Petticoats in the Navy
Cooper-Hewitt, National Design Museum
Henry Wadsworth Longfellow's narrative poem The Courtship of Miles Standish originally published in 1858 tells the story of the love triangle between John Alden, Miles Standish and Priscilla Mullins during the early days of the Plymouth Colony. Longfellow was a descendant of John Alden. The present work illustrates the scene in the poem where John admires Priscilla spinning:
“Truly, Priscilla,” he said, “when I see you spinning and spinning,
Never idle a moment, but thrifty and thoughtful of others,
Suddenly you are transformed, are visibly changed in a moment;
You are no longer Priscilla, but Bertha the Beautiful Spinner.”
(H.W. Longfellow, The Courtship of Miles Standish, Indianapolis, Indiana, 1902, p. 134)
Please note this work is sold and shipped framed
Signature: Signed and Dated 'Howard Chandler Christy 1902' (lower left)
H.W. Longfellow, The Courtship of Miles Standish, Indianapolis, Indiana, 1902, p. 134, illustrated.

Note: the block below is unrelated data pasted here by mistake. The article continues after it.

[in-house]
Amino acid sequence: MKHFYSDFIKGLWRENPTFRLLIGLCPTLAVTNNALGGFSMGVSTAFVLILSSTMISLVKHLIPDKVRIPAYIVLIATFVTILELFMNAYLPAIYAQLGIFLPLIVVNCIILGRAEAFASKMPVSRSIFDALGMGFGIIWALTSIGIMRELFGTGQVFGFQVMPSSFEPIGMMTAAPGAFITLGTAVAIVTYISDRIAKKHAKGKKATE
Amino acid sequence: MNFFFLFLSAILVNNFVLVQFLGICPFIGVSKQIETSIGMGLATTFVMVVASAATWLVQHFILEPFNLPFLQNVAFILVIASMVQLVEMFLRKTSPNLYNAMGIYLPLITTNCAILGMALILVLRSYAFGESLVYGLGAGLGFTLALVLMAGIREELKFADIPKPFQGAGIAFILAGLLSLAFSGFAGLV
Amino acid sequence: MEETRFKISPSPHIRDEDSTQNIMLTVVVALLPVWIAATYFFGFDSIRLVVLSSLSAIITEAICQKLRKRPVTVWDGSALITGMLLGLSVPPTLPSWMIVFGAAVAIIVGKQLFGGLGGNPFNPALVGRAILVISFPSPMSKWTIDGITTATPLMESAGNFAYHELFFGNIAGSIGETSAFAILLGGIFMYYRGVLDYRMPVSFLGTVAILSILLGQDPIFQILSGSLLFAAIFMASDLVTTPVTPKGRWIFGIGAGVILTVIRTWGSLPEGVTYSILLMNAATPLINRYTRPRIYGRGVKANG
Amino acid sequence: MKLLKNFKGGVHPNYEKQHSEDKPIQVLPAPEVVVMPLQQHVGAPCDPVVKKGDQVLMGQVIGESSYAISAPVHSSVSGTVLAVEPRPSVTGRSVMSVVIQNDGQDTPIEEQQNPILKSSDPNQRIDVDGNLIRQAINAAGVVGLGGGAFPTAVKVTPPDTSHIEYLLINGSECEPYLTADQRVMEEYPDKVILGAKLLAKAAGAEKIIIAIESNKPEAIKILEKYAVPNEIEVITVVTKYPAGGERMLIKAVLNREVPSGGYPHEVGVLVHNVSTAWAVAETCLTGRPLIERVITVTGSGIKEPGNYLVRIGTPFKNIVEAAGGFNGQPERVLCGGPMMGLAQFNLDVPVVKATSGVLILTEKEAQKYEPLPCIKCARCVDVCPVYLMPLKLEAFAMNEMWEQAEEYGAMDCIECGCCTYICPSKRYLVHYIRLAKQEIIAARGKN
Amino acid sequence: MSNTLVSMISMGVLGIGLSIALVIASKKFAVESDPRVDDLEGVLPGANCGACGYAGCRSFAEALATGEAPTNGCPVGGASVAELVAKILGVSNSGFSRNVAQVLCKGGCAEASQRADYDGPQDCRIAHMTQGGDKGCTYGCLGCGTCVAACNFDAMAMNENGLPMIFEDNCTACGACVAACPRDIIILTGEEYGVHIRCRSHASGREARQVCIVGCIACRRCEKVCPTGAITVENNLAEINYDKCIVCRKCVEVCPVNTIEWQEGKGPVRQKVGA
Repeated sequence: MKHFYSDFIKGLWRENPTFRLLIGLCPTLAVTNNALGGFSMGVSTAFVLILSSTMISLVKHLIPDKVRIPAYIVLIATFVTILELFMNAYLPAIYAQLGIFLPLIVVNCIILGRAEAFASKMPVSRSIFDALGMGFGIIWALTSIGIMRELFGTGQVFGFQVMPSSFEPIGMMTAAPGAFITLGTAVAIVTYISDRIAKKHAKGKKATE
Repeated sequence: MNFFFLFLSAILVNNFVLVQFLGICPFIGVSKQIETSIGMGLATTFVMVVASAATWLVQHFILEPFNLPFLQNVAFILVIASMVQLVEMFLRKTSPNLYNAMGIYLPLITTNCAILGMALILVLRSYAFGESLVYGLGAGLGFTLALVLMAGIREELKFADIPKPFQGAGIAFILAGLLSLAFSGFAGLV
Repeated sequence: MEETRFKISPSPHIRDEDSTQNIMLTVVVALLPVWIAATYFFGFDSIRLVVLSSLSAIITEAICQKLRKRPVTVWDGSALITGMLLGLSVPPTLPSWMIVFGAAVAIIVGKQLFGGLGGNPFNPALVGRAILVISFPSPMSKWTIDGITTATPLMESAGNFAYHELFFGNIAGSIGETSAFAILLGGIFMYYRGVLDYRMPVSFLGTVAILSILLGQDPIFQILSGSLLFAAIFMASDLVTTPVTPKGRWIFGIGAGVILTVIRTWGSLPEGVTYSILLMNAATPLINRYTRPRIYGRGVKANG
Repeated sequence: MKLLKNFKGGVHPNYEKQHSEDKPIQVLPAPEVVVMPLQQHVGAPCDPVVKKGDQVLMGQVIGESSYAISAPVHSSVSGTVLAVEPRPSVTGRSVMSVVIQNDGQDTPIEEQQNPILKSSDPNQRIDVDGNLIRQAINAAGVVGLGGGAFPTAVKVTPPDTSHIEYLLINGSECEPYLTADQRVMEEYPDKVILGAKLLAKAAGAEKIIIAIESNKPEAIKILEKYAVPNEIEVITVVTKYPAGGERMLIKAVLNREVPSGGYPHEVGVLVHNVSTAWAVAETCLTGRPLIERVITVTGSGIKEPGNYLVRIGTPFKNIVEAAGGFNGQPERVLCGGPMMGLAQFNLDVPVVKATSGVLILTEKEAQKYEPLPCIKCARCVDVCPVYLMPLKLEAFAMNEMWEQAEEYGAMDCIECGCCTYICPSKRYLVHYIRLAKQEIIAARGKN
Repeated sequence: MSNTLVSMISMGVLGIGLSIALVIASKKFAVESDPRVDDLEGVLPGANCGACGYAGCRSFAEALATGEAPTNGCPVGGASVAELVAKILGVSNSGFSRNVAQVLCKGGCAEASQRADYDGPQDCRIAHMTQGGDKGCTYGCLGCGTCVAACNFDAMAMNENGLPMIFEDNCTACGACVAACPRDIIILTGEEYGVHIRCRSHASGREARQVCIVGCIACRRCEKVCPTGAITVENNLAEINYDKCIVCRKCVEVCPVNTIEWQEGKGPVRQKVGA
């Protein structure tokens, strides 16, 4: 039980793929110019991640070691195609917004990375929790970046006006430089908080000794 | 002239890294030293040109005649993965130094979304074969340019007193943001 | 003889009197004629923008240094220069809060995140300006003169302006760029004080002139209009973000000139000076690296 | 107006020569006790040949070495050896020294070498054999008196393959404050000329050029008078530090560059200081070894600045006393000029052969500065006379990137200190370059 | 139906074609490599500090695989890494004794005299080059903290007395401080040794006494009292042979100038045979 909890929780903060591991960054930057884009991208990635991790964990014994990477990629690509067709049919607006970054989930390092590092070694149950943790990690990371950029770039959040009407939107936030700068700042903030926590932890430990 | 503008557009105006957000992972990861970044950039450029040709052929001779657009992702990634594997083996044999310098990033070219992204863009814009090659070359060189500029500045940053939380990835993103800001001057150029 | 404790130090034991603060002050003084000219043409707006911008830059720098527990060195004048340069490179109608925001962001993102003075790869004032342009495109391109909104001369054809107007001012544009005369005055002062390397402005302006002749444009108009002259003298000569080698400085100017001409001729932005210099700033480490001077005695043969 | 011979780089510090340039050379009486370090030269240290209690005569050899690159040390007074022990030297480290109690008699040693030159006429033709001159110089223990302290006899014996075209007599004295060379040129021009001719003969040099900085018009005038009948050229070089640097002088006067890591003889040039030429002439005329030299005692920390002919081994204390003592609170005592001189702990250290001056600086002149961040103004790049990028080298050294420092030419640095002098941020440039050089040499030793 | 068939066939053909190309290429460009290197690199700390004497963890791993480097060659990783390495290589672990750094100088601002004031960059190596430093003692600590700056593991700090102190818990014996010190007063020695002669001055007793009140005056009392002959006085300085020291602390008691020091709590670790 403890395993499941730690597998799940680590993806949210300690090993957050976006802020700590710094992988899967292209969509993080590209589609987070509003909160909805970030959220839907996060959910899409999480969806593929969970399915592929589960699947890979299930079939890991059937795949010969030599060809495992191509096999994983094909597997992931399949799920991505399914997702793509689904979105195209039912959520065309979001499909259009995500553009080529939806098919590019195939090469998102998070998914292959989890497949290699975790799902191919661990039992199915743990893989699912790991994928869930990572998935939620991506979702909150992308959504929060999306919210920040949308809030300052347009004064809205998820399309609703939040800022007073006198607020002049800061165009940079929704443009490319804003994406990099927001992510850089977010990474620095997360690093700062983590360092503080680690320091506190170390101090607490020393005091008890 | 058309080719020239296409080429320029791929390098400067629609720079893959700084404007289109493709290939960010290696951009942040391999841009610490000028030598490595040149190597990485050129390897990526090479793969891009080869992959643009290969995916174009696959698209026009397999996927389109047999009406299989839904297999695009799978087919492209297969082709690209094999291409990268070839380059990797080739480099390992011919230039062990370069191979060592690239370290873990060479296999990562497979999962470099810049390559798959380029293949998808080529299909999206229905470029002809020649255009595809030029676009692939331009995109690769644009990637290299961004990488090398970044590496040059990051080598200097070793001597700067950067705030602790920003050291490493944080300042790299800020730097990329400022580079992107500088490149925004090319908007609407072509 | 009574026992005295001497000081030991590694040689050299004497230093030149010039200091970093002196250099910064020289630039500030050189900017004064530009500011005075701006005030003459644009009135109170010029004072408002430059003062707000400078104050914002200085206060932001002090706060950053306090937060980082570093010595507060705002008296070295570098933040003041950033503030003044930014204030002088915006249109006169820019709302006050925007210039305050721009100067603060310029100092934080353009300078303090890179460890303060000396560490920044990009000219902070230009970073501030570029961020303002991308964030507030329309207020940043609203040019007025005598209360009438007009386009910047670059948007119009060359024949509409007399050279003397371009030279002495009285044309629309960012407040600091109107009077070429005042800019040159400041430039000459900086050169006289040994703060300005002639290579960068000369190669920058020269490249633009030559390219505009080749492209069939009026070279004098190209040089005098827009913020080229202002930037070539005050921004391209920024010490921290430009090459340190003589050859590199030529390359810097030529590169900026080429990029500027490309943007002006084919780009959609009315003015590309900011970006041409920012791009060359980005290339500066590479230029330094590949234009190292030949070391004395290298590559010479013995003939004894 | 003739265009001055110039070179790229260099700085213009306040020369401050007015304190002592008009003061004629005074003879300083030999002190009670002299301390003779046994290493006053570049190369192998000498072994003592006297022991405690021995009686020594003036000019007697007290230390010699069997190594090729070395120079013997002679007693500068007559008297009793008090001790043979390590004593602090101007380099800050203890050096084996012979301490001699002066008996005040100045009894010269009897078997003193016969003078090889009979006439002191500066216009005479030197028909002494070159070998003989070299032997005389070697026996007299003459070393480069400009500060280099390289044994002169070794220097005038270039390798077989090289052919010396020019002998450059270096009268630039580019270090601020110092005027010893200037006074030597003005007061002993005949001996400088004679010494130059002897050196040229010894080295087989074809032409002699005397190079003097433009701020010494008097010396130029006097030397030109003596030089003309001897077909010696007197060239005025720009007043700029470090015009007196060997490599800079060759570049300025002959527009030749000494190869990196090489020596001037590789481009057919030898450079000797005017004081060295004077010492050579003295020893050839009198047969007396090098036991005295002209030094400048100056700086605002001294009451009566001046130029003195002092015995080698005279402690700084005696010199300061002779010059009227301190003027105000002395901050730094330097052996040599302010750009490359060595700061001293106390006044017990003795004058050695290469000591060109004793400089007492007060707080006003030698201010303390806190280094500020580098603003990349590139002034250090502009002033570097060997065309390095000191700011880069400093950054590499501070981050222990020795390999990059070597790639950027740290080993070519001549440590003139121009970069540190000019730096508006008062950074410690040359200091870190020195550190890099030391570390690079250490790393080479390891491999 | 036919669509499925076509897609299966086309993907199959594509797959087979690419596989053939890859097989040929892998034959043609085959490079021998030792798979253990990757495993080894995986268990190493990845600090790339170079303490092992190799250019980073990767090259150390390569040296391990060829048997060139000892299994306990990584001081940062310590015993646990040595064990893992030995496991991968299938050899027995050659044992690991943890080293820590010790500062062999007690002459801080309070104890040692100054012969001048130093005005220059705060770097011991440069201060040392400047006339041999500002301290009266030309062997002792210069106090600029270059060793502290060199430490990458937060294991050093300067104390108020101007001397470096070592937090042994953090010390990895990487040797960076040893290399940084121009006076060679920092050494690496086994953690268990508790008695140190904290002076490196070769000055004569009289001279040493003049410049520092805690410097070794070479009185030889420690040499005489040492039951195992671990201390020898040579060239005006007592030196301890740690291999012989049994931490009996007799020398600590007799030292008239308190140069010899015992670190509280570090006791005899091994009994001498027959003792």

American artist and illustrator Howard Chandler Christy’s vast body of work includes depictions of presidents, war heroes, socialites, and politicians, but he was ultimately best known for his “Christy girl” drawings that depicted the idealized American woman. Christy began his career in professional illustration upon his arrival to New York City, where he studied under William Merritt Chase. At the onset of the Spanish-American War, Christy enlisted himself as a war correspondent for several publications, and received acclaim for his “Men of the Army and Navy” series and a portrait of then-colonel Theodore Roosevelt. With this recognition under his belt, Christy became a well-known illustrator, yet to avoid being type-cast in the military genre, introduced his first “Christy girl”, a prototype that developed into an ongoing series of the ideal modern, beautiful, educated American woman.
American, January 10, 1873 - March 3, 1952, Morgan County, Ohio, based in New York, New York